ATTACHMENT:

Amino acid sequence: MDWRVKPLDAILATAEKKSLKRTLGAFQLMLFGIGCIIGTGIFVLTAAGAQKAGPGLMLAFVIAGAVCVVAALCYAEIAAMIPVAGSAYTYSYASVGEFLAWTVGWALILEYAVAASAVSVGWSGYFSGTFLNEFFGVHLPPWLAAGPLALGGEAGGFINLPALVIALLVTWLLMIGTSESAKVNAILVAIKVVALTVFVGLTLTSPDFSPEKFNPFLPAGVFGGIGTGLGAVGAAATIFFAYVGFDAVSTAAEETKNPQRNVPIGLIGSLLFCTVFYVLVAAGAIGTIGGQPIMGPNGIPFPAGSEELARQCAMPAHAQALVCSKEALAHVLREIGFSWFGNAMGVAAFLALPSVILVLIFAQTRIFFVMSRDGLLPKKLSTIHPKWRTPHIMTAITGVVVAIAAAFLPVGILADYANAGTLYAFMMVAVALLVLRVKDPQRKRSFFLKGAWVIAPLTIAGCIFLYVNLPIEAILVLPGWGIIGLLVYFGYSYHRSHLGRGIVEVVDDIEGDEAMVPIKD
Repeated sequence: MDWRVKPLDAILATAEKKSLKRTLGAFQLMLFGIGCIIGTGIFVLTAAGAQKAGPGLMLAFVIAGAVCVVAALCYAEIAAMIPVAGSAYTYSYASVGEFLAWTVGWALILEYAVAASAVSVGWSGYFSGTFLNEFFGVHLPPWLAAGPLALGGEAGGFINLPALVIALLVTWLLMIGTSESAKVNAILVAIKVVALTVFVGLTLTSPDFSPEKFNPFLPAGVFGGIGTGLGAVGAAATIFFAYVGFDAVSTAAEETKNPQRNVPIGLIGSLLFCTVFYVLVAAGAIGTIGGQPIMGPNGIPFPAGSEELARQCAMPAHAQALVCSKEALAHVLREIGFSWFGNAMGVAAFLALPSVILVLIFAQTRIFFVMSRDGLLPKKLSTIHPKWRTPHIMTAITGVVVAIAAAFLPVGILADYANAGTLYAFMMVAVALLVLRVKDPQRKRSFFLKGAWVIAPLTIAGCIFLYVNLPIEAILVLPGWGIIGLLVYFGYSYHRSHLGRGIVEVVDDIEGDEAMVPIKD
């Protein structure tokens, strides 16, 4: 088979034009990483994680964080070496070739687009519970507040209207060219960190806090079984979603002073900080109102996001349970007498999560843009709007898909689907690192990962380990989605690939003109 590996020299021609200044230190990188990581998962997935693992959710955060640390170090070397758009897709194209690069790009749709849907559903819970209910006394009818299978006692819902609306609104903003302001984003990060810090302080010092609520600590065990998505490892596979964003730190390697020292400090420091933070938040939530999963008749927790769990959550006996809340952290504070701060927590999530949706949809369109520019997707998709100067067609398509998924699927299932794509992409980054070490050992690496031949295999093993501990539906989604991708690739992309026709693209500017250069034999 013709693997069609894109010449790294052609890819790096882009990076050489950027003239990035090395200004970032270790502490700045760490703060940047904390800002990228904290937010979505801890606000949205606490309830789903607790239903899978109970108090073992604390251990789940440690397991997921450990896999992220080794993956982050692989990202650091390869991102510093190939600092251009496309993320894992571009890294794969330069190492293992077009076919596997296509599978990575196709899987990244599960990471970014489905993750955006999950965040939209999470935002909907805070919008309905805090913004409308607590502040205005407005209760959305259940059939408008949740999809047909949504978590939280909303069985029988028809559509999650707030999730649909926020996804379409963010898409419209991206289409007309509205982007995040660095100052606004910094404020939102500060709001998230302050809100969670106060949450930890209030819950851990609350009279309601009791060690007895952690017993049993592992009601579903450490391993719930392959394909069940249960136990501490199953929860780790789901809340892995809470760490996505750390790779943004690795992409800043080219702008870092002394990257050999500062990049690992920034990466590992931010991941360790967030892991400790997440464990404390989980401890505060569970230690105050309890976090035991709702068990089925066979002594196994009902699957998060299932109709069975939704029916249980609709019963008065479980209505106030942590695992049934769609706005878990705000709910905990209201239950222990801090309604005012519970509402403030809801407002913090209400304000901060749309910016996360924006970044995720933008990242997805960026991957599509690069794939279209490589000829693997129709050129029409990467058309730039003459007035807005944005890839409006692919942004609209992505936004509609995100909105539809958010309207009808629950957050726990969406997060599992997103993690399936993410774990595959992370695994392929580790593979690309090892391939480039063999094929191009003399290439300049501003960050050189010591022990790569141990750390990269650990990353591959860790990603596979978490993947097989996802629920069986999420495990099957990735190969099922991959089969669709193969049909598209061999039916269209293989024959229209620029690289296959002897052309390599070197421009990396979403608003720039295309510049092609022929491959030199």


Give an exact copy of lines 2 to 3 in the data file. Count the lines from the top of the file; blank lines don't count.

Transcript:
Repeated sequence: MDWRVKPLDAILATAEKKSLKRTLGAFQLMLFGIGCIIGTGIFVLTAAGAQKAGPGLMLAFVIAGAVCVVAALCYAEIAAMIPVAGSAYTYSYASVGEFLAWTVGWALILEYAVAASAVSVGWSGYFSGTFLNEFFGVHLPPWLAAGPLALGGEAGGFINLPALVIALLVTWLLMIGTSESAKVNAILVAIKVVALTVFVGLTLTSPDFSPEKFNPFLPAGVFGGIGTGLGAVGAAATIFFAYVGFDAVSTAAEETKNPQRNVPIGLIGSLLFCTVFYVLVAAGAIGTIGGQPIMGPNGIPFPAGSEELARQCAMPAHAQALVCSKEALAHVLREIGFSWFGNAMGVAAFLALPSVILVLIFAQTRIFFVMSRDGLLPKKLSTIHPKWRTPHIMTAITGVVVAIAAAFLPVGILADYANAGTLYAFMMVAVALLVLRVKDPQRKRSFFLKGAWVIAPLTIAGCIFLYVNLPIEAILVLPGWGIIGLLVYFGYSYHRSHLGRGIVEVVDDIEGDEAMVPIKD
């Protein structure tokens, strides 16, 4: 088979034009990483994680964080070496070739687009519970507040209207060219960190806090079984979603002073900080109102996001349970007498999560843009709007898909689907690192990962380990989605690939003109 590996020299021609200044230190990188990581998962997935693992959710955060640390170090070397758009897709194209690069790009749709849907559903819970209910006394009818299978006692819902609306609104903003302001984003990060810090302080010092609520600590065990998505490892596979964003730190390697020292400090420091933070938040939530999963008749927790769990959550006996809340952290504070701060927590999530949706949809369109520019997707998709100067067609398509998924699927299932794509992409980054070490050992690496031949295999093993501990539906989604991708690739992309026709693209500017250069034999 013709693997069609894109010449790294052609890819790096882009990076050489950027003239990035090395200004970032270790502490700045760490703060940047904390800002990228904290937010979505801890606000949205606490309830789903607790239903899978109970108090073992604390251990789940440690397991997921450990896999992220080794993956982050692989990202650091390869991102510093190939600092251009496309993320894992571009890294794969330069190492293992077009076919596997296509599978990575196709899987990244599960990471970014489905993750955006999950965040939209999470935002909907805070919008309905805090913004409308607590502040205005407005209760959305259940059939408008949740999809047909949504978590939280909303069985029988028809559509999650707030999730649909926020996804379409963010898409419209991206289409007309509205982007995040660095100052606004910094404020939102500060709001998230302050809100969670106060949450930890209030819950851990609350009279309601009791060690007895952690017993049993592992009601579903450490391993719930392959394909069940249960136990501490199953929860780790789901809340892995809470760490996505750390790779943004690795992409800043080219702008870092002394990257050999500062990049690992920034990466590992931010991941360790967030892991400790997440464990404390989980401890505060569970230690105050309890976090035991709702068990089925066979002594196994009902699957998060299932109709069975939704029916249980609709019963008065479980209505106030942590695992049934769609706005878990705000709910905990209201239950222990801090309604005012519970509402403030809801407002913090209400304000901060749309910016996360924006970044995720933008990242997805960026991957599509690069794939279209490589000829693997129709050129029409990467058309730039003459007035807005944005890839409006692919942004609209992505936004509609995100909105539809958010309207009808629950957050726990969406997060599992997103993690399936993410774990595959992370695994392929580790593979690309090892391939480039063999094929191009003399290439300049501003960050050189010591022990790569141990750390990269650990990353591959860790990603596979978490993947097989996802629920069986999420495990099957990735190969099922991959089969669709193969049909598209061999039916269209293989024959229209620029690289296959002897052309390599070197421009990396979403608003720039295309510049092609022929491959030199």